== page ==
Follow up Period Total (N=120) Group B (n=60) Group D (n=60) Significance of difference
No. % No. % χ² p
5 min 34 30 50.0 4 6.7 27.743 <0.001
30 min 14 14 23.3 0 0.0 15.849 <0.001
1 hr 6 6 10.0 0 0.0 6.316 0.012
6 hr 31 26 43.3 5 8.3 19.181 0.003
24 hr 3 3 5.0 0 0.0 3.077 0.079
journal-clinical-anesthesiology

Figure 1: Progressive reduction in the severity of POST. Group D showed greater reduction in incidence of POST at all time intervals (p<0.001).

Discussion

Incidence of POST is reported to range from 14.4% to 50.0% [3,4]. Aseptic inflammatory process seems to be a common endpoint leading to POST and factors like age, sex, the size and cuff pressure of the endotracheal tube, the duration for which the tube is in place, number of suctioning attempts, the time and manipulations needed to insert the tube, gynecologic surgery, and the use of succinylcholine seem to lead to it [5,6].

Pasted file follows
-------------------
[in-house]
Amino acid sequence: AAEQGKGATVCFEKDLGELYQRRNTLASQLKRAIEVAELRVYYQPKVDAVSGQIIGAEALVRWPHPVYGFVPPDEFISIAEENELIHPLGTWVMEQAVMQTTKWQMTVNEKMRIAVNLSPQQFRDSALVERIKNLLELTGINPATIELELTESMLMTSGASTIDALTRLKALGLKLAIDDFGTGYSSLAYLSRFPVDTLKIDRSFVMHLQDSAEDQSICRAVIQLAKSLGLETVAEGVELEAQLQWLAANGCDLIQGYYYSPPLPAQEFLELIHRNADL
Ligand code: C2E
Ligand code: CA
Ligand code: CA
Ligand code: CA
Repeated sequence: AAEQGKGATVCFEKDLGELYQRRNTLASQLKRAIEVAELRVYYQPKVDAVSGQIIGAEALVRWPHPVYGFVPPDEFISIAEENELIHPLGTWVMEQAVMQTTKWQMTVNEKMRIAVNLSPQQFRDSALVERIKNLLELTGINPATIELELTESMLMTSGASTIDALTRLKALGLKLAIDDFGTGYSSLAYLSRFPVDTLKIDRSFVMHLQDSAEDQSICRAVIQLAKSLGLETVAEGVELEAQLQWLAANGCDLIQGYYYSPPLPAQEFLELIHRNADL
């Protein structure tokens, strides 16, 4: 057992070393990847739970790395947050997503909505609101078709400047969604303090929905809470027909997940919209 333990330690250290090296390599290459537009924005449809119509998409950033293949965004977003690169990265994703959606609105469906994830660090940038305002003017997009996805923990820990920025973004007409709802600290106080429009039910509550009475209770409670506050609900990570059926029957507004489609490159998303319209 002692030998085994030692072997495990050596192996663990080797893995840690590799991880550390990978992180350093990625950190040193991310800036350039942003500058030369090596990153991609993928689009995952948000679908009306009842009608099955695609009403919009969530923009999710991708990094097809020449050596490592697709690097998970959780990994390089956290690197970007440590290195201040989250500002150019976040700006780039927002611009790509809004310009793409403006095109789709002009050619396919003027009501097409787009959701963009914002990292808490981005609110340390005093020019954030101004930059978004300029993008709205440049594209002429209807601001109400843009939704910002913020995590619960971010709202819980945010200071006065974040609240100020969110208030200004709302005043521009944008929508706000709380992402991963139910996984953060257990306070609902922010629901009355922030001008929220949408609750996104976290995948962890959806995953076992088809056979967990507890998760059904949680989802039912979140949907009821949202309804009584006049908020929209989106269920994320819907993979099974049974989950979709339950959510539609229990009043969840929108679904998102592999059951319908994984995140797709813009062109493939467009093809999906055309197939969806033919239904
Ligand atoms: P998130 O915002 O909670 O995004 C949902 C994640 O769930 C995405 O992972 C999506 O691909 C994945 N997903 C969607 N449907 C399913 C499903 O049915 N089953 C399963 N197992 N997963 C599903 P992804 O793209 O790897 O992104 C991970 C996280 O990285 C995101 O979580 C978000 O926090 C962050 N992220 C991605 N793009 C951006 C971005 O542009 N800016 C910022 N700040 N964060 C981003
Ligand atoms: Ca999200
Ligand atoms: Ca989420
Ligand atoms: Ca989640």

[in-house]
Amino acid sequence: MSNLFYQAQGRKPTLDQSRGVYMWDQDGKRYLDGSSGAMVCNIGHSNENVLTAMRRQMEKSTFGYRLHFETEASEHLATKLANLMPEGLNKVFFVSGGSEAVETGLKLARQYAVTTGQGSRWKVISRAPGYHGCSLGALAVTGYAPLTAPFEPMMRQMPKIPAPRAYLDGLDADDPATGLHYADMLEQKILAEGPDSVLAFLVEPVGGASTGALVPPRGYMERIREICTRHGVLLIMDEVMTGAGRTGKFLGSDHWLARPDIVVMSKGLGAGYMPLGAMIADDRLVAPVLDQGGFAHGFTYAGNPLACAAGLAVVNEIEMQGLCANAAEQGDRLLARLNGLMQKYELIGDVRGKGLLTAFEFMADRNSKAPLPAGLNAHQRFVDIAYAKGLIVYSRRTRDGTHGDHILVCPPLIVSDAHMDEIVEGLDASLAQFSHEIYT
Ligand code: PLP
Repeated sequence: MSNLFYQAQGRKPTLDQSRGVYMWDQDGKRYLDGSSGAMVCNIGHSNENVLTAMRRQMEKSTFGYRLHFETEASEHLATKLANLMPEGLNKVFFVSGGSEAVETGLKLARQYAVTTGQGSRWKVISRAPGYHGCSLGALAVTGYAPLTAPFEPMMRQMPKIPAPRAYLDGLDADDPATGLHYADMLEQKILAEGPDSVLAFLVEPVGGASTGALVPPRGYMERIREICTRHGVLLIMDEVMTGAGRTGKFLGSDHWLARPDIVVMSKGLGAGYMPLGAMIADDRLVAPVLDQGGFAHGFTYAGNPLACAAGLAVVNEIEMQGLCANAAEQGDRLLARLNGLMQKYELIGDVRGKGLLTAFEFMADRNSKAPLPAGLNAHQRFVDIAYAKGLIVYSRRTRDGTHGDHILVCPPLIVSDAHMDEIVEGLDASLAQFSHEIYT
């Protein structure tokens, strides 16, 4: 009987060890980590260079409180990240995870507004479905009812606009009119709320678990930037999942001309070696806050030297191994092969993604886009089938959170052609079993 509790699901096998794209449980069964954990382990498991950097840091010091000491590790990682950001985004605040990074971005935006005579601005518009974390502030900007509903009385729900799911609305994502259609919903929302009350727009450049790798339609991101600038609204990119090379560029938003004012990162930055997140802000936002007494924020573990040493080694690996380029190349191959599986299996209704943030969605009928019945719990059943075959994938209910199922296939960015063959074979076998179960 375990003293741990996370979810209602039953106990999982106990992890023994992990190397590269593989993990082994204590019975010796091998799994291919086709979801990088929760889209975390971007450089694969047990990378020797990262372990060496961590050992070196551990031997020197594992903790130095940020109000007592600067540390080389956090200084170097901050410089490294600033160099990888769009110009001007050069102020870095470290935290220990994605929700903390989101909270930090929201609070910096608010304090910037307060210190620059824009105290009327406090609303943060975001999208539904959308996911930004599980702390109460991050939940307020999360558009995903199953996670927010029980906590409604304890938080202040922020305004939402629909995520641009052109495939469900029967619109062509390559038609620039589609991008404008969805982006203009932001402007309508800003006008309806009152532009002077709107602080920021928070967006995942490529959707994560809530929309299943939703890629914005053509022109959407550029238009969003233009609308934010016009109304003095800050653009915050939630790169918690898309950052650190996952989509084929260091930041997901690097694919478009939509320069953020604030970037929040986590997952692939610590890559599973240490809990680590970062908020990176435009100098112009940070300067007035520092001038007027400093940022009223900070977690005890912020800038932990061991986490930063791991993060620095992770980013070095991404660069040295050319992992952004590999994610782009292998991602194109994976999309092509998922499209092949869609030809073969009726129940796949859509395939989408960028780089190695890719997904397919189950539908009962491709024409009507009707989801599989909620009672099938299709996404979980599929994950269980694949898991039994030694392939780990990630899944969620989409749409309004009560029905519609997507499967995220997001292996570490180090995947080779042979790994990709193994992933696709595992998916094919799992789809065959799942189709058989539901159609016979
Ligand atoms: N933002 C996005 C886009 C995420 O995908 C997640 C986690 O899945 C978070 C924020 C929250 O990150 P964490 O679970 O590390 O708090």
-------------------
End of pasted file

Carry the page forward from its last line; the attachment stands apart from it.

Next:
Postoperative hoarseness usually settles by the third post‑operative day, the duration of which is decided by the age of and duration of intubation. The cause of prolonged hoarseness is usually arytenoid cartilage dislocation [7,8]

The change in cuff pressure and tube displacement in prone position can affect the incidence of POST, hoarseness, and cough [5,6,9] Incidence and severity of POST in prone position is expected to be high as it requires the use of comparatively thicker wire reinforced tracheal tube (larger outer diameter) requiring use of a rigid stylet and an obvious position change that occurs twice in the perioperative period .